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Details for a difference

The learning team meet project partners and discover some surprising outcomes of Sri Lanka's recently-enshrined Right to Information law.

Posted on 31/07/2018
By Anita Nzeh

Transparency International Sri Lanka (TISL) are implementing a Grants funded project on the Right to Information (RTI) Act 2016.

In June the Foundation’s Knowledge, Learning and Communications (KLC) and Grants team went on mission to Sri Lanka to learn more about our partner’s work.

We met with RTI civil mobilisation coordinators from different districts in Sri Lanka who shared both stories of positive change and resistance. We observed an RTI awareness raising and RTI filling training session in Nonagama and we spoke to elderly community members in Matara who consider themselves torch bearers of the RTI Act.

Before the Act came into law, TISL advocated for its adaptation to the Sri Lankan context.  This involved representations in the drafting committee’s final meetings and working with parliamentarians to sensitise them and broaden their understanding of what RTI is about. Post-enactment of the RTI Act, TISL have adopted a watchdog role to ensure compliance.

On the advocacy side of the project the RTI team provide feedback and advise the government on how best to implement the law. This includes work with the RTI Commission who provide the Act’s guidelines and the Ministry of Finance and Mass Media who raise awareness of the Act. In addition to this TISL have worked to ensure that other legislation does not interfere with right to information laws. A recent examples is the National Audit Bill which, while still in drafting stage, has certain provisions that prevented information disclosure.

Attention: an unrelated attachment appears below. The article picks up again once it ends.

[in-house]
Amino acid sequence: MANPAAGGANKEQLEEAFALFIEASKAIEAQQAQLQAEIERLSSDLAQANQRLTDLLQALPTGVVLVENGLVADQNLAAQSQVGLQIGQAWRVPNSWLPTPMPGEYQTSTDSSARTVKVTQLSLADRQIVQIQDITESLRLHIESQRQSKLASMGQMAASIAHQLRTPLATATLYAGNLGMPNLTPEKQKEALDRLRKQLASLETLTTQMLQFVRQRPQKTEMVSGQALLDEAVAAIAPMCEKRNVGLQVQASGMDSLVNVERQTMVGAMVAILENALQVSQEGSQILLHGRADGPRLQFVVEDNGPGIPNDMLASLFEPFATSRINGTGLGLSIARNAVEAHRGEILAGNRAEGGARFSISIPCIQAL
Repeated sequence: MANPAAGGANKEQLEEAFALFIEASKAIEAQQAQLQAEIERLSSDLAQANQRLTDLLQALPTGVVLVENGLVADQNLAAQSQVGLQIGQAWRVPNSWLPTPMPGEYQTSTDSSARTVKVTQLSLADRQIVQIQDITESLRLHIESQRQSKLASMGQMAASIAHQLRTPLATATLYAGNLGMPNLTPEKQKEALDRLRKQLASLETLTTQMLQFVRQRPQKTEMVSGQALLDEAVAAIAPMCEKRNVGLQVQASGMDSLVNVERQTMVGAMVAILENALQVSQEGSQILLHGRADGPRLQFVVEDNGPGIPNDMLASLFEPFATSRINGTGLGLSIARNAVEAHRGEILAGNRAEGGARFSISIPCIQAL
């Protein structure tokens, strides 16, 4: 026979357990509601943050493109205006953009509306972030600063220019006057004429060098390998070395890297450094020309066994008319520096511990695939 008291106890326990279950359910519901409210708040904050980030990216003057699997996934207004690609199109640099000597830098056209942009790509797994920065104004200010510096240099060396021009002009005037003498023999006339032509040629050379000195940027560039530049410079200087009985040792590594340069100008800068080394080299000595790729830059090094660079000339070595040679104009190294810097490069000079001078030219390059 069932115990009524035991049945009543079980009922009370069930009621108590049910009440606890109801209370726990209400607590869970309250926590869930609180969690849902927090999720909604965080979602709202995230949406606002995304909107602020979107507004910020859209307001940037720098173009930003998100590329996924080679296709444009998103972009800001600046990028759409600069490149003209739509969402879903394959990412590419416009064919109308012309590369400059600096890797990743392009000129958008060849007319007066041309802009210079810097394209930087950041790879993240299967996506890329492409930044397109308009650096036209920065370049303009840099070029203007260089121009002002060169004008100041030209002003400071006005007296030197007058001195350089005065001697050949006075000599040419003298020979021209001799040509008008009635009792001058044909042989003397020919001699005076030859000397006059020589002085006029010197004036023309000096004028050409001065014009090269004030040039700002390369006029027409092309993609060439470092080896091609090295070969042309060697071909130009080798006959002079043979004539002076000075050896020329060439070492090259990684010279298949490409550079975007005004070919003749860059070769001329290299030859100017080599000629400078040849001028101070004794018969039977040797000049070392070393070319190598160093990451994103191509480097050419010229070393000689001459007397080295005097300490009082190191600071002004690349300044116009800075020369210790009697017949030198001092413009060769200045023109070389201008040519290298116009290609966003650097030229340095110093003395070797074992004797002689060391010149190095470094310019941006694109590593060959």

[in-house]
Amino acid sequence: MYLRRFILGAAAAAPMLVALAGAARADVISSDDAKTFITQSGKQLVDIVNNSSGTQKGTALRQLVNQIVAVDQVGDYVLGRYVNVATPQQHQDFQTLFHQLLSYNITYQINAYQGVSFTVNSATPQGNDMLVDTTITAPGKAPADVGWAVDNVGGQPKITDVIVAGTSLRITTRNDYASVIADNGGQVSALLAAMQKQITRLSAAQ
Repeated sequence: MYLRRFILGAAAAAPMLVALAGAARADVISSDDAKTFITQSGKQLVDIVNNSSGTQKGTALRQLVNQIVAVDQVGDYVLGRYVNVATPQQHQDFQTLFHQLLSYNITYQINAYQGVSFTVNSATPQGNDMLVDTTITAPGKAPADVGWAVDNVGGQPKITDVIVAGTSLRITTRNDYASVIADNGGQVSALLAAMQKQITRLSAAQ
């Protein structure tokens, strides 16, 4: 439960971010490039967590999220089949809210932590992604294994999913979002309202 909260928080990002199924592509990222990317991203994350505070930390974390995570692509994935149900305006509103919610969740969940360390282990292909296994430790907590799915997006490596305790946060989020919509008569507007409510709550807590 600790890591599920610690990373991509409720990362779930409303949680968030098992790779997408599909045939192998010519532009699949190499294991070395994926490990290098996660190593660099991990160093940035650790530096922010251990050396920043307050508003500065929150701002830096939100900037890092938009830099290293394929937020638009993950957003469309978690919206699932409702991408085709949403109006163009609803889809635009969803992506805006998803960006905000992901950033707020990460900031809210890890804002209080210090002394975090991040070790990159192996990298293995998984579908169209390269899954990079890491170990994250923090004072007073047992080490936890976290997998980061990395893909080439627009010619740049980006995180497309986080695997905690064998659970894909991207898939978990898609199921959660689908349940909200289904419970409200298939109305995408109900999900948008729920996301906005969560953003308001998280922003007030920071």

Above: Project manager Sankhita Gunaratne. Hear her account of the project here
Above: Community flag bearer of the RTI act. Flag bearers assist other citizens in filing information requests.

In Sri Lanka people file RTI’s for many reasons. Amongst the most common are:

  • Land e.g. public property, land permits, development licences, paddy land for citizens and canal cultivation permits;
  • Development activities e.g. Construction delays and procurement;
  • Social welfare e.g. law enforcement, police, army;
  • Health and Education e.g. school admissions process and educational facilities.

Awareness raising around the RTI Act is key to the project’s success. TISL’s RTI team, led by Sankhita Gunaratne conduct awareness raising in the form of street dramas (in local languages of five districts), press advertisements and newspaper articles. In addition to the RTI van, a dedicated website called RTI Watch and a film on RTI has been created; providing personal stories that have been be shared with wider audiences.

Although outcomes for citizens are overwhelmingly positive, it is clear that some information requests are not being dealt with in the correct way. Pushing for the full realisation of the RTI Act in practice is the task ahead for the TISL RTI team.

Please use this link to read more about TISL RTI teams work Right to Information: a success story from Vavuniya, Sri Lanka written by Sankhita Gunaratne.

Anita Nzeh is Senior Programme Officer for Knowledge and Learning at the Commonwealth Foundation.


Promoting effective implementation of the right to information act

Promoting civic-state engagement is essential to support effective implementation of the Right to Information Act in Sri Lanka.